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Low cost/No cost meds

Apr 24, 2008 - 0 comments

Once we've figured out what the right meds are, then, for many it becomes a very real financial issue. But if at all possible, cost should be the very last reason NOT to take the medication you need. I have here a number of ways to secure your meds at a lower or no cost.

First of all, if you have the resources to purchase your medication but are just looking to lower the cost, then ask your doctor to prescribe the "generic," PROVIDED THAT THE GENERIC  really is, in the doctor's opinion a perfectly good substitute for the branded product. With this in hand, start "dialing for dollars," by calling Walmart and other major drug chains in your area. Although Walmart has taken the lead with their $4 deals, that does NOT mean that other chains are necessarily not as competitive or even more competitive -so ASK. Obviously, if everyone is within a buck or two of one another, then considerations like how far you must drive or the availability of free delivery become a factor. If ONLY the branded product will do -the procedure is the same.

But suppose that funds really, really are tight? No insurance, out of work -etc. The first step is to qualify for whatever state, local or federal programs there may be which qualify you for drug benefits. The usual first point of contact is the County social services office by whatever name it may have. Take with you the information that will establish your identity, residency, employment status, household income and other such relevant data. It can be difficult, sometimes, to accept this kind of assistance but not to worry, you've been paying into it all these years and are probably richly entitled to what you have already paid for.

This process will get you something, but one thing it will probably NOT get you is a smooth road ahead. While the government administers the procedures for qualifying people and putting them in the programs they need, the medical assistance ITSELF is usually handled by "care" organizations paid by the government, who approve or deny particular procedures and drugs. If the drug you need is NOT in their "formulary," you will be denied benefits for it. But, you nonetheless may still be approved by applying for an exception. And that means a lot of time dialing 800 numbers, talking to people who forgot they talked to you previously and who will also tell you that what someone else in their organization said was flat wrong. You will quickly become aware that the people you deal with either were deliberately recruited from the lower 10% of their non-graduating class or were the donors in a brain transplant. If you are new to anger management, this is NOT the place for you.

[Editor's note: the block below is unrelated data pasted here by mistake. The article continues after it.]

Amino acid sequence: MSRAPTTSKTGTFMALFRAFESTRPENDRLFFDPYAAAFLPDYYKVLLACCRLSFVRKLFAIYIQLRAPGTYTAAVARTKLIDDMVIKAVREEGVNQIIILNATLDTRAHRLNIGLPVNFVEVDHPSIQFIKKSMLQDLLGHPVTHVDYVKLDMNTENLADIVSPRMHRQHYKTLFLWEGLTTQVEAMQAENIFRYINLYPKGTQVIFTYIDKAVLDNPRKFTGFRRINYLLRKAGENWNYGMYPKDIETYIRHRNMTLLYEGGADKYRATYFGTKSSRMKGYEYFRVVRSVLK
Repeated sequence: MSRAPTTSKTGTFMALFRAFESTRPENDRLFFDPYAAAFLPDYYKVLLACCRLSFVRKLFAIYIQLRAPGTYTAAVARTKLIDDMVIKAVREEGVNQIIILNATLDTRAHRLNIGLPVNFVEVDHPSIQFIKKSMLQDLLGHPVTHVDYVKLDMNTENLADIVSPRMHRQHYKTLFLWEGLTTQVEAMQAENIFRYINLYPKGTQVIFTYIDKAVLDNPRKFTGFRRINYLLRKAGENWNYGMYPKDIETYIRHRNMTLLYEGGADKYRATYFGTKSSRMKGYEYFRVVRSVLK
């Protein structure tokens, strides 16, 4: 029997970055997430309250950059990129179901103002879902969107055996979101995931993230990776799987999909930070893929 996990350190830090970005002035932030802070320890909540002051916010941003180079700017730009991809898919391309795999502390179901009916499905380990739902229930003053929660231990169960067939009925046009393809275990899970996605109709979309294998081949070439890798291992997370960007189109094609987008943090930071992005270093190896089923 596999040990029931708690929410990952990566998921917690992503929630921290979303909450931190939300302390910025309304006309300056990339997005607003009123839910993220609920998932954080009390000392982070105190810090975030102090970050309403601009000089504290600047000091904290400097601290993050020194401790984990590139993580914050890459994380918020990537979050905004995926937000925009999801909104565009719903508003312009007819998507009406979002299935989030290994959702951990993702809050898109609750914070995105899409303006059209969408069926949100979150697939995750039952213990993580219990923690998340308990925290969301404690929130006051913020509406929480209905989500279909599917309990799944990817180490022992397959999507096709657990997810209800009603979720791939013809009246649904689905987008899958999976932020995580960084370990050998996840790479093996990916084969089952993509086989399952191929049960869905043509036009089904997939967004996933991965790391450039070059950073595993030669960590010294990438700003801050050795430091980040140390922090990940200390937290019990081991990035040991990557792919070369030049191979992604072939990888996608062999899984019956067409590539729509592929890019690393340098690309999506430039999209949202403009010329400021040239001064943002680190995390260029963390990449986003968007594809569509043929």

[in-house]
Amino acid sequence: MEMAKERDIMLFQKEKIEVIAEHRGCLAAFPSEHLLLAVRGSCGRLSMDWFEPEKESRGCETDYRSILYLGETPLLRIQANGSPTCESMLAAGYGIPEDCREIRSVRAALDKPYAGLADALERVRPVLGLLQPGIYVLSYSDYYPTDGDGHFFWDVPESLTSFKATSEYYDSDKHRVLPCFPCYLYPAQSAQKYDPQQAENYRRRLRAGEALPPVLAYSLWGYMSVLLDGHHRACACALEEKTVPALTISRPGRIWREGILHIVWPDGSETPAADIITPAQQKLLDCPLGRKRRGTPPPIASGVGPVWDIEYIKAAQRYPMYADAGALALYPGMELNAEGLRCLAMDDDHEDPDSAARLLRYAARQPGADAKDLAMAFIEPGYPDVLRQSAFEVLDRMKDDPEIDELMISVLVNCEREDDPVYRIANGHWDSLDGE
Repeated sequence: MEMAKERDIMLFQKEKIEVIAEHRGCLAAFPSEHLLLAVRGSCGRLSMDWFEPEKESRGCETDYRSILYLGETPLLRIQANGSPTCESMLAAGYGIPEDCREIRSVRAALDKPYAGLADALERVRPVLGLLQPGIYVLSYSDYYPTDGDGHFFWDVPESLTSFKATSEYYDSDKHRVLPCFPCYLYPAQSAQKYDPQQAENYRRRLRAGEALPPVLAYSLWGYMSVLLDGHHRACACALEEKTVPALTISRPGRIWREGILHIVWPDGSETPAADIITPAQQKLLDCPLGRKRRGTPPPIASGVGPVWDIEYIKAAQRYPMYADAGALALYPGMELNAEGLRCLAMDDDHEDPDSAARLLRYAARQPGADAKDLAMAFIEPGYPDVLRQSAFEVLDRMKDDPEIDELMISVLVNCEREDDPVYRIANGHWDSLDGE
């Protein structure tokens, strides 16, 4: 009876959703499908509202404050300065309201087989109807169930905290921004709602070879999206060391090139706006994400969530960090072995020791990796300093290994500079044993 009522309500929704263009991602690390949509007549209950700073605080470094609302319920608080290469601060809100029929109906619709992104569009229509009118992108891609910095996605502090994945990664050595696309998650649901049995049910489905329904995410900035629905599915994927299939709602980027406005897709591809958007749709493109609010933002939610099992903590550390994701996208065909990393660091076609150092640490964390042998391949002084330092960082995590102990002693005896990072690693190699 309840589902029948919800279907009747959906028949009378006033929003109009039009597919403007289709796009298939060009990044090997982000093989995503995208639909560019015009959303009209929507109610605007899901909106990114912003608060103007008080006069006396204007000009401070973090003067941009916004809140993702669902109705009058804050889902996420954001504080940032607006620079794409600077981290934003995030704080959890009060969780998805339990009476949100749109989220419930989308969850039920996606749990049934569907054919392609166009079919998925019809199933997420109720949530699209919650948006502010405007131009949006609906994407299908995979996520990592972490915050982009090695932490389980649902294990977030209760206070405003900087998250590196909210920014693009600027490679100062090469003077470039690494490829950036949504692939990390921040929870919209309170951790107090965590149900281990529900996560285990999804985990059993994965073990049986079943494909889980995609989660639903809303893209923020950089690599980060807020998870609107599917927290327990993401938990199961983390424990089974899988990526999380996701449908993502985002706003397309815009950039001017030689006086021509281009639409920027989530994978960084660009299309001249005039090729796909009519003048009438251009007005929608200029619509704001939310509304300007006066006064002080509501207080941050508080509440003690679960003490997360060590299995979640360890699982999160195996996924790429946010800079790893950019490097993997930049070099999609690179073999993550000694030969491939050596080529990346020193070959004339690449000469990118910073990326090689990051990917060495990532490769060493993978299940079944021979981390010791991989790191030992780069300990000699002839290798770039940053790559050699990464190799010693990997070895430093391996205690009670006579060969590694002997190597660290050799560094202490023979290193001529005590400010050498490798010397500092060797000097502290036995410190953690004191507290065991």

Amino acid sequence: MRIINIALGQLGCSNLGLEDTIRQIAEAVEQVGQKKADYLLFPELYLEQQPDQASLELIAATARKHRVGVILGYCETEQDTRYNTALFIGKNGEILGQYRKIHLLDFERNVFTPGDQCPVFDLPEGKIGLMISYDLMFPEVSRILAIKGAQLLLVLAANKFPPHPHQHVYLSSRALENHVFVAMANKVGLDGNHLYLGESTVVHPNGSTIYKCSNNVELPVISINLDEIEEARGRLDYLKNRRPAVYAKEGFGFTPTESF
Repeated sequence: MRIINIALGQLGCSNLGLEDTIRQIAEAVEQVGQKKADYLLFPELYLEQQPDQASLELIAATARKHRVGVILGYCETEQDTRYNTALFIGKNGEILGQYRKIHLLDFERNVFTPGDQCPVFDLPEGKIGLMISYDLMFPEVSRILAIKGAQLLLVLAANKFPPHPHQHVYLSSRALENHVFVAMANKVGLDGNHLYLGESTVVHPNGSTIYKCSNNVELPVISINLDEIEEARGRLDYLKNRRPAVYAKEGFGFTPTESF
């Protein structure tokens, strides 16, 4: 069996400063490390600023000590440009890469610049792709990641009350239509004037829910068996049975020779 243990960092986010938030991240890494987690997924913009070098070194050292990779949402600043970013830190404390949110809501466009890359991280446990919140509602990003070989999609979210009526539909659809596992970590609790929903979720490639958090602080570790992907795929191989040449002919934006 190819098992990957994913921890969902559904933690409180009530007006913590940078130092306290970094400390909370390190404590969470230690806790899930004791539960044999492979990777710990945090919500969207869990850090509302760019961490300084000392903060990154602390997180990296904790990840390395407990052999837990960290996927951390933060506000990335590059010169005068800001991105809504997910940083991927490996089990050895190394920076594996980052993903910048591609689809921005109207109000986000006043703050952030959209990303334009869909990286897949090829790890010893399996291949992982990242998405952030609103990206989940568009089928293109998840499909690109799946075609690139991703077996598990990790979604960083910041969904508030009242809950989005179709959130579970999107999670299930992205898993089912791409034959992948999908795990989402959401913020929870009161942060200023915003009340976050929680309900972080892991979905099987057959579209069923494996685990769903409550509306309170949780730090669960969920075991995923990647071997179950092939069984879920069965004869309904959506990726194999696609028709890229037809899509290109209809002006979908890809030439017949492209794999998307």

Your mission is to get to the nurse who reviews your case for an approval. That person quite often does "get it" and has authority to make things happen. Getting to him or her can prove exasperating. Trust me, I speak from experience.

Even after all of THAT, you may still find yourself empty handed. But there are still two options:

1. Go to the manufacturer's website and mouse around for the "financial aid" or equivalent link which will show you how to apply for a lower pricing track or even a free program depending on the particulars of your situation. Not ALL manufacturers offer this program, and there are differences among those that do, but in every case be prepared to offer evidence of your financial situation.

2. Go to: www.pparx.org and roll through the various questions that determine what drug you want and match you with the various programs that provide it. You can go through the application process from this site in many cases and  often you will end up exactly where you would by going directly to the manufacturer's web site.

In either of the above 2 scenarios, you will often find that you will be asked if you haver done everything you can to qualify for the government benefits, which is why you go through that process FIRST. That said, it is a good idea to look at the required info for a drug company program immediately, so you can map out exactly what you need to do.

What you do NOT do is PAY anyone or any website for services to do this work for you -in the end, you do all the work anyway; there is NOTHING they can do that you can't do.

All of the above is based on the system as it exists in the US, and Virginia in particular, and there may be important variances among the other states and the situation may be entirely different in other countries. Accordingly, I ask all who read this to update my material with what you know about access and availability to low cost/no cost meds elsewhere. In time, I shall compile the material into a single reference document to appear under the HeathPages section.

Thanks to all for reading and any contributions you can offer.



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